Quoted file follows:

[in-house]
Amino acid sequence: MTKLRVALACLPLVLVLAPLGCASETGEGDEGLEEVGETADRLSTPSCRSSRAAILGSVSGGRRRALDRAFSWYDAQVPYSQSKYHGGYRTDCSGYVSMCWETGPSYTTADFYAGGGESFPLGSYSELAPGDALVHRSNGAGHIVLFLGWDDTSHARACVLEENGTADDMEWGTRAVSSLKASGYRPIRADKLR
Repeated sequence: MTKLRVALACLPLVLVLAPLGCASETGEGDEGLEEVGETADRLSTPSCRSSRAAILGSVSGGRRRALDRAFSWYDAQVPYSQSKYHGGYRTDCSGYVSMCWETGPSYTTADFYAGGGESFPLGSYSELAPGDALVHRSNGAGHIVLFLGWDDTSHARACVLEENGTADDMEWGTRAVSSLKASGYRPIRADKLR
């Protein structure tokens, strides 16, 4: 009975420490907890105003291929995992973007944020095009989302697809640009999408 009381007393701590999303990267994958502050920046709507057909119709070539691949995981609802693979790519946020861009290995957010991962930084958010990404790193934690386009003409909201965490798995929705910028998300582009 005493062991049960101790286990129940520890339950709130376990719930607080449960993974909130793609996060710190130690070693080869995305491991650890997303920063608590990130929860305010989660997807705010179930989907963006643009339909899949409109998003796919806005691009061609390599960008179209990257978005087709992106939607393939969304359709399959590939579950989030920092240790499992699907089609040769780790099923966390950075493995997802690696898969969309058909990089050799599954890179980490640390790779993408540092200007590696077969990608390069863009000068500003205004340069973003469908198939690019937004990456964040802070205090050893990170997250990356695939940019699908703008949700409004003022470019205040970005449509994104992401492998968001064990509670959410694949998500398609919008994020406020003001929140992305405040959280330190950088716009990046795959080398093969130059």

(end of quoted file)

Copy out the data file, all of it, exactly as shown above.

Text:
[in-house]
Amino acid sequence: MTKLRVALACLPLVLVLAPLGCASETGEGDEGLEEVGETADRLSTPSCRSSRAAILGSVSGGRRRALDRAFSWYDAQVPYSQSKYHGGYRTDCSGYVSMCWETGPSYTTADFYAGGGESFPLGSYSELAPGDALVHRSNGAGHIVLFLGWDDTSHARACVLEENGTADDMEWGTRAVSSLKASGYRPIRADKLR
Repeated sequence: MTKLRVALACLPLVLVLAPLGCASETGEGDEGLEEVGETADRLSTPSCRSSRAAILGSVSGGRRRALDRAFSWYDAQVPYSQSKYHGGYRTDCSGYVSMCWETGPSYTTADFYAGGGESFPLGSYSELAPGDALVHRSNGAGHIVLFLGWDDTSHARACVLEENGTADDMEWGTRAVSSLKASGYRPIRADKLR
């Protein structure tokens, strides 16, 4: 009975420490907890105003291929995992973007944020095009989302697809640009999408 009381007393701590999303990267994958502050920046709507057909119709070539691949995981609802693979790519946020861009290995957010991962930084958010990404790193934690386009003409909201965490798995929705910028998300582009 005493062991049960101790286990129940520890339950709130376990719930607080449960993974909130793609996060710190130690070693080869995305491991650890997303920063608590990130929860305010989660997807705010179930989907963006643009339909899949409109998003796919806005691009061609390599960008179209990257978005087709992106939607393939969304359709399959590939579950989030920092240790499992699907089609040769780790099923966390950075493995997802690696898969969309058909990089050799599954890179980490640390790779993408540092200007590696077969990608390069863009000068500003205004340069973003469908198939690019937004990456964040802070205090050893990170997250990356695939940019699908703008949700409004003022470019205040970005449509994104992401492998968001064990509670959410694949998500398609919008994020406020003001929140992305405040959280330190950088716009990046795959080398093969130059």